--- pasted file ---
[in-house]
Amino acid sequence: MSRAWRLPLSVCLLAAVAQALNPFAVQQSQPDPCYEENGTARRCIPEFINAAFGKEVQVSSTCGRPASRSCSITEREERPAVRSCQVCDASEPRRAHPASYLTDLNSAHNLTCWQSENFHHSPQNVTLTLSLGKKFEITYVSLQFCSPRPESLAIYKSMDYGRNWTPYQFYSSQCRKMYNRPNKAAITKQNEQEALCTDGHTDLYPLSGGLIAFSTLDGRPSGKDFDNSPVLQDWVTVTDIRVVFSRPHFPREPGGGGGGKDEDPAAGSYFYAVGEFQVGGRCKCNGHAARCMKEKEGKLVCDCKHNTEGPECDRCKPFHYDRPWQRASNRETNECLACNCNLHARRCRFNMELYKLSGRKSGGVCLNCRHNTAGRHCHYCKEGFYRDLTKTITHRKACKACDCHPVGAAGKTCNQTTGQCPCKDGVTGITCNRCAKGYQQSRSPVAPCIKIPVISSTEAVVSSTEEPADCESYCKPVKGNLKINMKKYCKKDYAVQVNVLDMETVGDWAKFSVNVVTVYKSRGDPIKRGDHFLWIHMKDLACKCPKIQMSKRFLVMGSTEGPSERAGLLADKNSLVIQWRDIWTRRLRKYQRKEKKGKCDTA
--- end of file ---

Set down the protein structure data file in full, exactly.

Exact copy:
[in-house]
Amino acid sequence: MSRAWRLPLSVCLLAAVAQALNPFAVQQSQPDPCYEENGTARRCIPEFINAAFGKEVQVSSTCGRPASRSCSITEREERPAVRSCQVCDASEPRRAHPASYLTDLNSAHNLTCWQSENFHHSPQNVTLTLSLGKKFEITYVSLQFCSPRPESLAIYKSMDYGRNWTPYQFYSSQCRKMYNRPNKAAITKQNEQEALCTDGHTDLYPLSGGLIAFSTLDGRPSGKDFDNSPVLQDWVTVTDIRVVFSRPHFPREPGGGGGGKDEDPAAGSYFYAVGEFQVGGRCKCNGHAARCMKEKEGKLVCDCKHNTEGPECDRCKPFHYDRPWQRASNRETNECLACNCNLHARRCRFNMELYKLSGRKSGGVCLNCRHNTAGRHCHYCKEGFYRDLTKTITHRKACKACDCHPVGAAGKTCNQTTGQCPCKDGVTGITCNRCAKGYQQSRSPVAPCIKIPVISSTEAVVSSTEEPADCESYCKPVKGNLKINMKKYCKKDYAVQVNVLDMETVGDWAKFSVNVVTVYKSRGDPIKRGDHFLWIHMKDLACKCPKIQMSKRFLVMGSTEGPSERAGLLADKNSLVIQWRDIWTRRLRKYQRKEKKGKCDTA